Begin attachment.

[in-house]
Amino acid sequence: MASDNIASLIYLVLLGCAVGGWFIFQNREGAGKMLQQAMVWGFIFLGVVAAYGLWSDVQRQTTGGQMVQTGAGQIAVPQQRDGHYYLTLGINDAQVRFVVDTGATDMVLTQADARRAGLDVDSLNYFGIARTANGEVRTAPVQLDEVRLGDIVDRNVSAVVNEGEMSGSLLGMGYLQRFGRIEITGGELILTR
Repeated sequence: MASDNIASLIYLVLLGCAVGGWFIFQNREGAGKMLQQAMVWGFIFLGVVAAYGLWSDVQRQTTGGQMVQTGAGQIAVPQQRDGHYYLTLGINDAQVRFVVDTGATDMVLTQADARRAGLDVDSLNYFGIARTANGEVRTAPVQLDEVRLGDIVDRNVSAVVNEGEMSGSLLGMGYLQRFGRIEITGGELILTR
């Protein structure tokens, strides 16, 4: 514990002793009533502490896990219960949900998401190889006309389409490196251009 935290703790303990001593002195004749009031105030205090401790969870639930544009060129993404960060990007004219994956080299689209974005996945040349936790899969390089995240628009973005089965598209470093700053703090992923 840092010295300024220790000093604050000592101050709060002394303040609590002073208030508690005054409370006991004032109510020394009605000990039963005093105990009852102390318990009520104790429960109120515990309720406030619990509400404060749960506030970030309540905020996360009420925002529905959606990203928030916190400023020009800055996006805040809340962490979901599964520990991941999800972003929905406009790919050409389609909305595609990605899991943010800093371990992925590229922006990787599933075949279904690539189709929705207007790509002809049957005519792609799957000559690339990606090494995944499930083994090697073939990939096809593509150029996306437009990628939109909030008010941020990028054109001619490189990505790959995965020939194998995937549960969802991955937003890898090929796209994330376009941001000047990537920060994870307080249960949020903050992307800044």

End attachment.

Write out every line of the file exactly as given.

[in-house]
Amino acid sequence: MASDNIASLIYLVLLGCAVGGWFIFQNREGAGKMLQQAMVWGFIFLGVVAAYGLWSDVQRQTTGGQMVQTGAGQIAVPQQRDGHYYLTLGINDAQVRFVVDTGATDMVLTQADARRAGLDVDSLNYFGIARTANGEVRTAPVQLDEVRLGDIVDRNVSAVVNEGEMSGSLLGMGYLQRFGRIEITGGELILTR
Repeated sequence: MASDNIASLIYLVLLGCAVGGWFIFQNREGAGKMLQQAMVWGFIFLGVVAAYGLWSDVQRQTTGGQMVQTGAGQIAVPQQRDGHYYLTLGINDAQVRFVVDTGATDMVLTQADARRAGLDVDSLNYFGIARTANGEVRTAPVQLDEVRLGDIVDRNVSAVVNEGEMSGSLLGMGYLQRFGRIEITGGELILTR
């Protein structure tokens, strides 16, 4: 514990002793009533502490896990219960949900998401190889006309389409490196251009 935290703790303990001593002195004749009031105030205090401790969870639930544009060129993404960060990007004219994956080299689209974005996945040349936790899969390089995240628009973005089965598209470093700053703090992923 840092010295300024220790000093604050000592101050709060002394303040609590002073208030508690005054409370006991004032109510020394009605000990039963005093105990009852102390318990009520104790429960109120515990309720406030619990509400404060749960506030970030309540905020996360009420925002529905959606990203928030916190400023020009800055996006805040809340962490979901599964520990991941999800972003929905406009790919050409389609909305595609990605899991943010800093371990992925590229922006990787599933075949279904690539189709929705207007790509002809049957005519792609799957000559690339990606090494995944499930083994090697073939990939096809593509150029996306437009990628939109909030008010941020990028054109001619490189990505790959995965020939194998995937549960969802991955937003890898090929796209994330376009941001000047990537920060994870307080249960949020903050992307800044």